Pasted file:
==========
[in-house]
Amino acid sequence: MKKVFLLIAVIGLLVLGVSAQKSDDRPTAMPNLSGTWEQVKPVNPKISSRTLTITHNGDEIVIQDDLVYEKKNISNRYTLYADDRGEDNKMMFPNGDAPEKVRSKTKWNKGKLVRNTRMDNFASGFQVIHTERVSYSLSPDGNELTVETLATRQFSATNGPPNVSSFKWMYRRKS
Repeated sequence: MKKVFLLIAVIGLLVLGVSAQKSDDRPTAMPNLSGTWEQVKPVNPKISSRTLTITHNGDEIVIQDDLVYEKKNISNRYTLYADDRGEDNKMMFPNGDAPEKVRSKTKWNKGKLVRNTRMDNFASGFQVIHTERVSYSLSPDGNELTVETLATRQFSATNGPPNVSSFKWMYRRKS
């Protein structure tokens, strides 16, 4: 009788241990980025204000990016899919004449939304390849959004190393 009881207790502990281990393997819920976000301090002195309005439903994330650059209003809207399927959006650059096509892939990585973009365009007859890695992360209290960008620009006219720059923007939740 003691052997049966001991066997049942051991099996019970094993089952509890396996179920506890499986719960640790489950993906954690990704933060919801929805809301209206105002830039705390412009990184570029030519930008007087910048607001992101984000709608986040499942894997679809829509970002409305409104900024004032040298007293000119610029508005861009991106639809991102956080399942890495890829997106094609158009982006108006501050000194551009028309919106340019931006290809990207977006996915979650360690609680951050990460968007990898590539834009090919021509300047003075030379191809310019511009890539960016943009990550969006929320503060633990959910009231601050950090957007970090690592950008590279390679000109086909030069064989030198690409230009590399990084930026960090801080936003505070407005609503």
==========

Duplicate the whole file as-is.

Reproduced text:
[in-house]
Amino acid sequence: MKKVFLLIAVIGLLVLGVSAQKSDDRPTAMPNLSGTWEQVKPVNPKISSRTLTITHNGDEIVIQDDLVYEKKNISNRYTLYADDRGEDNKMMFPNGDAPEKVRSKTKWNKGKLVRNTRMDNFASGFQVIHTERVSYSLSPDGNELTVETLATRQFSATNGPPNVSSFKWMYRRKS
Repeated sequence: MKKVFLLIAVIGLLVLGVSAQKSDDRPTAMPNLSGTWEQVKPVNPKISSRTLTITHNGDEIVIQDDLVYEKKNISNRYTLYADDRGEDNKMMFPNGDAPEKVRSKTKWNKGKLVRNTRMDNFASGFQVIHTERVSYSLSPDGNELTVETLATRQFSATNGPPNVSSFKWMYRRKS
């Protein structure tokens, strides 16, 4: 009788241990980025204000990016899919004449939304390849959004190393 009881207790502990281990393997819920976000301090002195309005439903994330650059209003809207399927959006650059096509892939990585973009365009007859890695992360209290960008620009006219720059923007939740 003691052997049966001991066997049942051991099996019970094993089952509890396996179920506890499986719960640790489950993906954690990704933060919801929805809301209206105002830039705390412009990184570029030519930008007087910048607001992101984000709608986040499942894997679809829509970002409305409104900024004032040298007293000119610029508005861009991106639809991102956080399942890495890829997106094609158009982006108006501050000194551009028309919106340019931006290809990207977006996915979650360690609680951050990460968007990898590539834009090919021509300047003075030379191809310019511009890539960016943009990550969006929320503060633990959910009231601050950090957007970090690592950008590279390679000109086909030069064989030198690409230009590399990084930026960090801080936003505070407005609503």